On December 16, standing in front of a bust of President Franklin D. Roosevelt, members of the Roosevelt Island Community Literary Associates (RICLA) handed a check for the remainder of the organization’s treasury – $3,700 – to Carlos Chavez, the new manager of the Roosevelt Island branch of the New York Public Library. The funds will help establish a new special collection dedicated to Franklin and Eleanor Roosevelt to be housed permanently at the library branch.
RICLA President Janet Falk and board member Lorraine Lasker with NYPL branch manager Carlos Chavez.
The donation represented the final act of an organization that was responsible for building and maintaining the Island’s first library in the years before the NYPL arrived, and, more recently, has worked to help promote local nonprofits with grants.
Unfortunately, Chavez’s first act in making room for the new collection was to toss out the library’s long-held collection of newspapers, clippings, and historical documents chronicling the Island’s shift to a residential community – some of which, it is believed, RICLA itself painstakingly built and gifted to the library branch for safe-keeping.
Our First Library
RICLA President Janet Falk says that Islanders have long had a passion for reading and literacy. Created in 1979, by volunteers, and spearheaded by Islanders Herman and Dorothy Reade, the Roosevelt Island Community Library was originally located in the Westview community room. At the time, the Island still lacked many services that could be found elsewhere in the City, including a public library branch. Members of the newly established community conceived a volunteer library stocked with donated books and open to all residents for a nominal membership fee. There were even storytime sessions for very young children. Slowly, but surely, the collection grew.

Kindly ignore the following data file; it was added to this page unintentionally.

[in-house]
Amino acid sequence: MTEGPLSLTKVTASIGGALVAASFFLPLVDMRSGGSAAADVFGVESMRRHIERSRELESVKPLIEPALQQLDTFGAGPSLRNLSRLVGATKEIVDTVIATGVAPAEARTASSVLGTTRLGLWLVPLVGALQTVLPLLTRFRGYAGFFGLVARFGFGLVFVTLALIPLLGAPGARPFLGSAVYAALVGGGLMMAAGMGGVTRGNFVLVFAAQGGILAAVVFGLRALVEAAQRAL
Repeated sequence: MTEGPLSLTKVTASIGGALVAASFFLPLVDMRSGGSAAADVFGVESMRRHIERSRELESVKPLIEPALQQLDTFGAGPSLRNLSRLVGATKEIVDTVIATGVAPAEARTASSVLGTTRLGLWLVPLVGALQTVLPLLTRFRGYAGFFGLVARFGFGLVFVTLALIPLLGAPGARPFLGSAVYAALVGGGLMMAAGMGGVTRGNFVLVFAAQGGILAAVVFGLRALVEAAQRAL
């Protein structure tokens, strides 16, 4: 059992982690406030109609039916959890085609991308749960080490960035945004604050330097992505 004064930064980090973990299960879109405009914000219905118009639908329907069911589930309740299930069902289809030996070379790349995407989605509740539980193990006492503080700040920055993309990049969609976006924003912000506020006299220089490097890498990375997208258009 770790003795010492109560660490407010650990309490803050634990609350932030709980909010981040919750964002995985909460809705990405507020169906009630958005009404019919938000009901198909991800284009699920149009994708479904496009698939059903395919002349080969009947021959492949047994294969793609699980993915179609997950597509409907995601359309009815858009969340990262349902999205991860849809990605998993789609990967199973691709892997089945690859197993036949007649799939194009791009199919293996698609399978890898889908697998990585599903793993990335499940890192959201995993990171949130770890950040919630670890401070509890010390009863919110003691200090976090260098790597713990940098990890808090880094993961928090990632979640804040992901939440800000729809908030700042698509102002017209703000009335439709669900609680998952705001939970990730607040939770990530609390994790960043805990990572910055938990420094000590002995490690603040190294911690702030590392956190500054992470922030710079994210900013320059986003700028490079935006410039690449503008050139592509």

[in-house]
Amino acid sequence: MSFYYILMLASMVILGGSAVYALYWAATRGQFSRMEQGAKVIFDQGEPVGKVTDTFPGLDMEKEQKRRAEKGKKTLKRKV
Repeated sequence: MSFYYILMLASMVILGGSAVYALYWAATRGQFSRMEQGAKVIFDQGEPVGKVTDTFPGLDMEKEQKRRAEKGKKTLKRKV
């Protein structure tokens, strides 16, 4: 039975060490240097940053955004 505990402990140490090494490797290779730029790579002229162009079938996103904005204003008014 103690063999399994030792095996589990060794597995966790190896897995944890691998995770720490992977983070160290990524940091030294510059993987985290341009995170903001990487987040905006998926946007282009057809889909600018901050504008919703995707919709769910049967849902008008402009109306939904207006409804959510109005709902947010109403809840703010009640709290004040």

According to a press release issued by RICLA, the Friends of the Roosevelt Island Community Library signed a lease for the large storefront at 524 Main Street in June 1981, where the NYPL is housed today. By December 1994, the group’s collection numbered more than 30,000 volumes.
Although the New York Public Library had long intended to open a branch on Roosevelt Island, RICLA says that budget issues had precluded appropriations. Former Assembly member Pete Grannis worked to secure the funds for the capital improvements. In June 1998, the community library’s books, bookcases, and other assets were sold to the New York Public Library.
The Roosevelt Collection
In the years since RICLA stopped managing the community library, the group turned its focus to supporting local arts and cultural organizations. According to Falk, the group sought funds, primarily from RIOC’s Public Purpose Funds, to provide matching grants to help support the promotion efforts of local nonprofits, including Main Street Theatre & Dance Alliance, Island Kids, Roosevelt Island Toastmasters, Island Shakespeare, R & R Concerts, and others. The group also provided grant-writing services to the Island’s Disabled Association and Historical Society.